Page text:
Occupy Wall Street is going on a press offensive to correct a round of stories on Wednesday that reported it was planning a national assembly for the summer, the latest example of the decentralized movement seeing its name used in ways its organizers don't support.
Occupy groups in New York and Philadelphia say they never ratified a plan by a group called the 99 Percent Working Group to hold an assembly of Occupy "delegates" in Philadelphia on July 4. In fact, the Occupy groups say, they specifically denied the 99 Percent Declaration Working Group's request for their approval. But the plan nonetheless got reported as an Occupy action. It's just the most recent in a string of cases where the momentum of Occupy Wall Street as a movement got beyond the control of its "official" organizers in ways that contradict Occupy's own principles of autonomy.
The report in the Associated Press sounded like the kind of thing people have been waiting for from Occupy Wall Street since it set up in Zuccotti Park and then refused to issue a list of demands: The 99 Percent Declaration Working Group would arrange an online election to select 876 delegates from occupations all over the country, and then on July 4, those delegates would meet in Philadelphia to ratify a petition that the group would submit to the U.S. Congress, the Supreme Court, the president, and every candidate for office. Finally, the thinking went, those in power would know what Occupy Wall Street wanted, and could figure out whether and how to give it to them.
But the 99 Percent Declaration Working Group doesn't represent Occupy Wall Street, at least according to Occupy Wall Street. On Thursday, the Occupy PR team in New York issued a statement disavowing the plan: "The 99% Declaration and its call for a “national general assembly” in Philadelphia in July is not affiliated with or endorsed by Occupy Wall Street, and the organizers’ plans blatantly contradict OWS’ stated principles." It quoted a resolution passed by Occupy Philadelphia's general assembly: "We do not support the 99% Declaration, its group, its website, its National GA and anything else associated with it." And it asked reporters to please check with Occupy Wall Street before running such stories. But aside from asking, there's not much Occupy can do to keep others from using its name.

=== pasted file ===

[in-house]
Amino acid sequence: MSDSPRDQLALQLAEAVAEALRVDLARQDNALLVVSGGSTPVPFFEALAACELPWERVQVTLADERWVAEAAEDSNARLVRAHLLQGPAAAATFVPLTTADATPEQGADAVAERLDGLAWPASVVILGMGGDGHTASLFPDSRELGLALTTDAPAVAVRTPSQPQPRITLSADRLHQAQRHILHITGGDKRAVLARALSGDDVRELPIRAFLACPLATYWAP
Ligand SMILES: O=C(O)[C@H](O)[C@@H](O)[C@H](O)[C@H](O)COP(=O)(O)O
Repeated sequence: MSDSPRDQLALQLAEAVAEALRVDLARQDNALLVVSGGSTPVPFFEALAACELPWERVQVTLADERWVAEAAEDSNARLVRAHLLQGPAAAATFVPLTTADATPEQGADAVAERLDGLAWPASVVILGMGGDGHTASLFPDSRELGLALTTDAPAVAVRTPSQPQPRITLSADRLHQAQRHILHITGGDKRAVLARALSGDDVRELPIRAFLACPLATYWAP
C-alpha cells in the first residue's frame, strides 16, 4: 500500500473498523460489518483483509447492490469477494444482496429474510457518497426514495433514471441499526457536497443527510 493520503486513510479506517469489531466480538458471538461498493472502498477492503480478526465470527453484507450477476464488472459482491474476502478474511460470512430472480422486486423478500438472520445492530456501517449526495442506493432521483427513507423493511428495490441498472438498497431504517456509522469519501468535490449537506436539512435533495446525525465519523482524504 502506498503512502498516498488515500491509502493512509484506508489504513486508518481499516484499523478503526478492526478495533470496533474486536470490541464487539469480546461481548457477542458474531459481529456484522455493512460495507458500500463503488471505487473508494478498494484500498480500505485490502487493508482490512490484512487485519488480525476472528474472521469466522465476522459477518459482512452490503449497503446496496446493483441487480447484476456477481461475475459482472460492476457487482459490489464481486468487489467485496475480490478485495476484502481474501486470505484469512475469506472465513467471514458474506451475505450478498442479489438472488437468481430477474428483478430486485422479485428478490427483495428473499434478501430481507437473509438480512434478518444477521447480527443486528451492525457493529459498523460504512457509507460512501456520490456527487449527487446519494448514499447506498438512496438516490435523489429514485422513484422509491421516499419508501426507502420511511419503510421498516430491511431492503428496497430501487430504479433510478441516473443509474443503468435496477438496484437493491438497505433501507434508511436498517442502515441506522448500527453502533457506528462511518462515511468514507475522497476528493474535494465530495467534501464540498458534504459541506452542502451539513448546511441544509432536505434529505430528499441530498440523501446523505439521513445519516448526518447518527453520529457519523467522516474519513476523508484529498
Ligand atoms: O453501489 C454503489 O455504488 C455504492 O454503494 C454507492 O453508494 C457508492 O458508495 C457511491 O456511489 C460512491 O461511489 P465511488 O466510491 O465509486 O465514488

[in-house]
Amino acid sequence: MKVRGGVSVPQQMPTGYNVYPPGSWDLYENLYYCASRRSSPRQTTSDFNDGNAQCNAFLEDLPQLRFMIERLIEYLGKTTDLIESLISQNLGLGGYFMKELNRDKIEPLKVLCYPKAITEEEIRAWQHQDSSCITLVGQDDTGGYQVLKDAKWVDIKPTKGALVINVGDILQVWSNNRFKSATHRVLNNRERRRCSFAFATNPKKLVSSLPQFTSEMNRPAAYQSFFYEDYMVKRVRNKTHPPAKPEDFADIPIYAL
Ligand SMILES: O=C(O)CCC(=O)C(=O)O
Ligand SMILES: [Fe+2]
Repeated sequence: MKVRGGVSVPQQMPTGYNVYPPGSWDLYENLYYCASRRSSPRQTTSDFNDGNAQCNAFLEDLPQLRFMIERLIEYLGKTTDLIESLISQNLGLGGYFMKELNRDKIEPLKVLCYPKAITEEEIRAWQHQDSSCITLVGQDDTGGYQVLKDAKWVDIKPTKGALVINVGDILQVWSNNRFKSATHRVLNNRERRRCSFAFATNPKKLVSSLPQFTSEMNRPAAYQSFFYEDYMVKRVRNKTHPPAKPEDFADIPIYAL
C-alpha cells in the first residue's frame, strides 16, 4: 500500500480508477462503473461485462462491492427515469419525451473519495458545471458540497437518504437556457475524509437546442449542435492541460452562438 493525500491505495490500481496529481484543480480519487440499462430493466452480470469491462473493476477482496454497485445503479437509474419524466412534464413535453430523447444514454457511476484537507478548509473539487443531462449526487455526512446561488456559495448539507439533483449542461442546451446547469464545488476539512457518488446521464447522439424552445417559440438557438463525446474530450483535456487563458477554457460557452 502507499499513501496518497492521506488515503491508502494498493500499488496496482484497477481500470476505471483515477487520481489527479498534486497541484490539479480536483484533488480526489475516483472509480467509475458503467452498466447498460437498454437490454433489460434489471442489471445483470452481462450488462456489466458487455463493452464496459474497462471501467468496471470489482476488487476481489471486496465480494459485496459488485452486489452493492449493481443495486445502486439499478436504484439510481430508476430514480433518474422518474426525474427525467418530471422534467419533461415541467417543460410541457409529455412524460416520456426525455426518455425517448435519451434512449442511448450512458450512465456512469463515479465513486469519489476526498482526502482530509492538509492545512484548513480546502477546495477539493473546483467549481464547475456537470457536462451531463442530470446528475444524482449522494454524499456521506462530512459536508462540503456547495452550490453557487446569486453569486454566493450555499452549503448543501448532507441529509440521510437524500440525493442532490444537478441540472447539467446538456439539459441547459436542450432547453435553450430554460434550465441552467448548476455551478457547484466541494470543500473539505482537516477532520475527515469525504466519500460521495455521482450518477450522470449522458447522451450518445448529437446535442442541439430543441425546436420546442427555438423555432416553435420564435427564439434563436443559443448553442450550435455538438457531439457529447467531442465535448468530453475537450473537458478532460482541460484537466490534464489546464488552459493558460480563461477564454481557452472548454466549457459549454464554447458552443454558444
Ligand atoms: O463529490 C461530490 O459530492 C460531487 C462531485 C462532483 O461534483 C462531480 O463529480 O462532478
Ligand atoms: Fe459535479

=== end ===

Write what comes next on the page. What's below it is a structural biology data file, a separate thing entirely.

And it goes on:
"We're not everyone's boss. There was a discussion about trademarking Occupy Wall Street. And we actually pursued that for a while. But what we realized is … we're taking on the wealthiest 1 percent, they have so much power," organizer Haywood Carey told The Atlantic Wire. "We're not going to sit here and file lawsuits against everyone and say we're Occupy, you're not Occupy." So a PR push clarifying its message is about the most the group can do to curb what it sees as misuse of its name.
Essentially, something can only be considered an "official" statement or action by Occupy Wall Street if it gains approval by the group's general assembly in New York. It's a cumbersome process, and most Occupy-related actions don't go through it -- but they're done in "good faith" with the guidelines the group ratified in its Statement of Autonomy, so there's usually no problem. Lately, though, more such Occupy-branded actions that diverge from the group's ethos have been popping up. Remember the Occupy Super PAC last week and quickly drew the ire of the movement? Or the Occupy candidates, who've emerged despite the fact that the group has specifically pledged not to endorse parties or candidates? Or that delegation from Zuccotti Park that nearly (gasp) met with Congress before thinking better of it?
"You only need our permission if you want to use the phrase we are Occupy Wall Street, or if you want to use our money," Carey said. The money's in a bank vault so it's not really available for the taking, but the name's out there. And whether Occupy approves or not, people are using it.